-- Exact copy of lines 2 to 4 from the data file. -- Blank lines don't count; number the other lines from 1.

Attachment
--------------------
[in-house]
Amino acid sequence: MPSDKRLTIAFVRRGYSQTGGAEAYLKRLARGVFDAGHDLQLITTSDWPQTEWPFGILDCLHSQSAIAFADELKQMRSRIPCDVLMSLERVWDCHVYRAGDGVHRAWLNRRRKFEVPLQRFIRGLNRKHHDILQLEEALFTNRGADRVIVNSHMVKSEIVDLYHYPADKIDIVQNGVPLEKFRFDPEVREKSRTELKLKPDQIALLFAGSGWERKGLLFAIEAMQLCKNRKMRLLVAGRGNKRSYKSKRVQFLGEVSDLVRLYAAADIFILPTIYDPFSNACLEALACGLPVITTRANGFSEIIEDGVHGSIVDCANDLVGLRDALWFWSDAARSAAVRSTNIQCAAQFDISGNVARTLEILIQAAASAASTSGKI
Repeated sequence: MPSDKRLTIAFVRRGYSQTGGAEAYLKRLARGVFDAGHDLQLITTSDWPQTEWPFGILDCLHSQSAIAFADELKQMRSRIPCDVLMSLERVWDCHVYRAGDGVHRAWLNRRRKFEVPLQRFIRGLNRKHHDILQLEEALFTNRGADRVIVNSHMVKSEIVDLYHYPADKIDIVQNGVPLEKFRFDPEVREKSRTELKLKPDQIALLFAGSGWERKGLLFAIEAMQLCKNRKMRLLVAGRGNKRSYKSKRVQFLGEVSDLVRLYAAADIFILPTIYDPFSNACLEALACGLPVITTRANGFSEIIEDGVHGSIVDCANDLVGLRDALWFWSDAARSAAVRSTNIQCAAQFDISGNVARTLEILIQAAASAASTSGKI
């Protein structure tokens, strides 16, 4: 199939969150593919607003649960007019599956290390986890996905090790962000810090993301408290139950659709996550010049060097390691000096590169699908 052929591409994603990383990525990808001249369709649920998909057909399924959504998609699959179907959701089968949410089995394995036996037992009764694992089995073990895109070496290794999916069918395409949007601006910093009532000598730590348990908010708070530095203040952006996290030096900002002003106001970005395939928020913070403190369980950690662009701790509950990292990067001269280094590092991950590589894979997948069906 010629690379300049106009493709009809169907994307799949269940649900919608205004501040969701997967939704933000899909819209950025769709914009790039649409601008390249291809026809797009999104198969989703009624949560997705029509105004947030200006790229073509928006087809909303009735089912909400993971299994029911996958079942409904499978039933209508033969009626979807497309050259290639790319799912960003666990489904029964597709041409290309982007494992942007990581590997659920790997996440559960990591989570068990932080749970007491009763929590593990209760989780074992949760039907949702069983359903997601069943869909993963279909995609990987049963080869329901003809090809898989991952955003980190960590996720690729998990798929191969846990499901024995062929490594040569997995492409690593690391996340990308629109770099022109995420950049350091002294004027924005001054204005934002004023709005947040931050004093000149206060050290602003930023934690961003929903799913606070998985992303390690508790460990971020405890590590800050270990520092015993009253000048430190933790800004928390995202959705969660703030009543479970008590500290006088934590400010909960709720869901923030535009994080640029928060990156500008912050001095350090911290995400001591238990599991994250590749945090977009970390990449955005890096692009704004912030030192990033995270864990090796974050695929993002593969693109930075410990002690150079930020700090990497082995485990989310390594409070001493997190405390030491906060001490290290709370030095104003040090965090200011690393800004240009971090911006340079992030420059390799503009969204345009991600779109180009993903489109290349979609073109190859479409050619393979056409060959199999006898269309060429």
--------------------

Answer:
Amino acid sequence: MPSDKRLTIAFVRRGYSQTGGAEAYLKRLARGVFDAGHDLQLITTSDWPQTEWPFGILDCLHSQSAIAFADELKQMRSRIPCDVLMSLERVWDCHVYRAGDGVHRAWLNRRRKFEVPLQRFIRGLNRKHHDILQLEEALFTNRGADRVIVNSHMVKSEIVDLYHYPADKIDIVQNGVPLEKFRFDPEVREKSRTELKLKPDQIALLFAGSGWERKGLLFAIEAMQLCKNRKMRLLVAGRGNKRSYKSKRVQFLGEVSDLVRLYAAADIFILPTIYDPFSNACLEALACGLPVITTRANGFSEIIEDGVHGSIVDCANDLVGLRDALWFWSDAARSAAVRSTNIQCAAQFDISGNVARTLEILIQAAASAASTSGKI
Repeated sequence: MPSDKRLTIAFVRRGYSQTGGAEAYLKRLARGVFDAGHDLQLITTSDWPQTEWPFGILDCLHSQSAIAFADELKQMRSRIPCDVLMSLERVWDCHVYRAGDGVHRAWLNRRRKFEVPLQRFIRGLNRKHHDILQLEEALFTNRGADRVIVNSHMVKSEIVDLYHYPADKIDIVQNGVPLEKFRFDPEVREKSRTELKLKPDQIALLFAGSGWERKGLLFAIEAMQLCKNRKMRLLVAGRGNKRSYKSKRVQFLGEVSDLVRLYAAADIFILPTIYDPFSNACLEALACGLPVITTRANGFSEIIEDGVHGSIVDCANDLVGLRDALWFWSDAARSAAVRSTNIQCAAQFDISGNVARTLEILIQAAASAASTSGKI
């Protein structure tokens, strides 16, 4: 199939969150593919607003649960007019599956290390986890996905090790962000810090993301408290139950659709996550010049060097390691000096590169699908 052929591409994603990383990525990808001249369709649920998909057909399924959504998609699959179907959701089968949410089995394995036996037992009764694992089995073990895109070496290794999916069918395409949007601006910093009532000598730590348990908010708070530095203040952006996290030096900002002003106001970005395939928020913070403190369980950690662009701790509950990292990067001269280094590092991950590589894979997948069906 010629690379300049106009493709009809169907994307799949269940649900919608205004501040969701997967939704933000899909819209950025769709914009790039649409601008390249291809026809797009999104198969989703009624949560997705029509105004947030200006790229073509928006087809909303009735089912909400993971299994029911996958079942409904499978039933209508033969009626979807497309050259290639790319799912960003666990489904029964597709041409290309982007494992942007990581590997659920790997996440559960990591989570068990932080749970007491009763929590593990209760989780074992949760039907949702069983359903997601069943869909993963279909995609990987049963080869329901003809090809898989991952955003980190960590996720690729998990798929191969846990499901024995062929490594040569997995492409690593690391996340990308629109770099022109995420950049350091002294004027924005001054204005934002004023709005947040931050004093000149206060050290602003930023934690961003929903799913606070998985992303390690508790460990971020405890590590800050270990520092015993009253000048430190933790800004928390995202959705969660703030009543479970008590500290006088934590400010909960709720869901923030535009994080640029928060990156500008912050001095350090911290995400001591238990599991994250590749945090977009970390990449955005890096692009704004912030030192990033995270864990090796974050695929993002593969693109930075410990002690150079930020700090990497082995485990989310390594409070001493997190405390030491906060001490290290709370030095104003040090965090200011690393800004240009971090911006340079992030420059390799503009969204345009991600779109180009993903489109290349979609073109190859479409050619393979056409060959199999006898269309060429």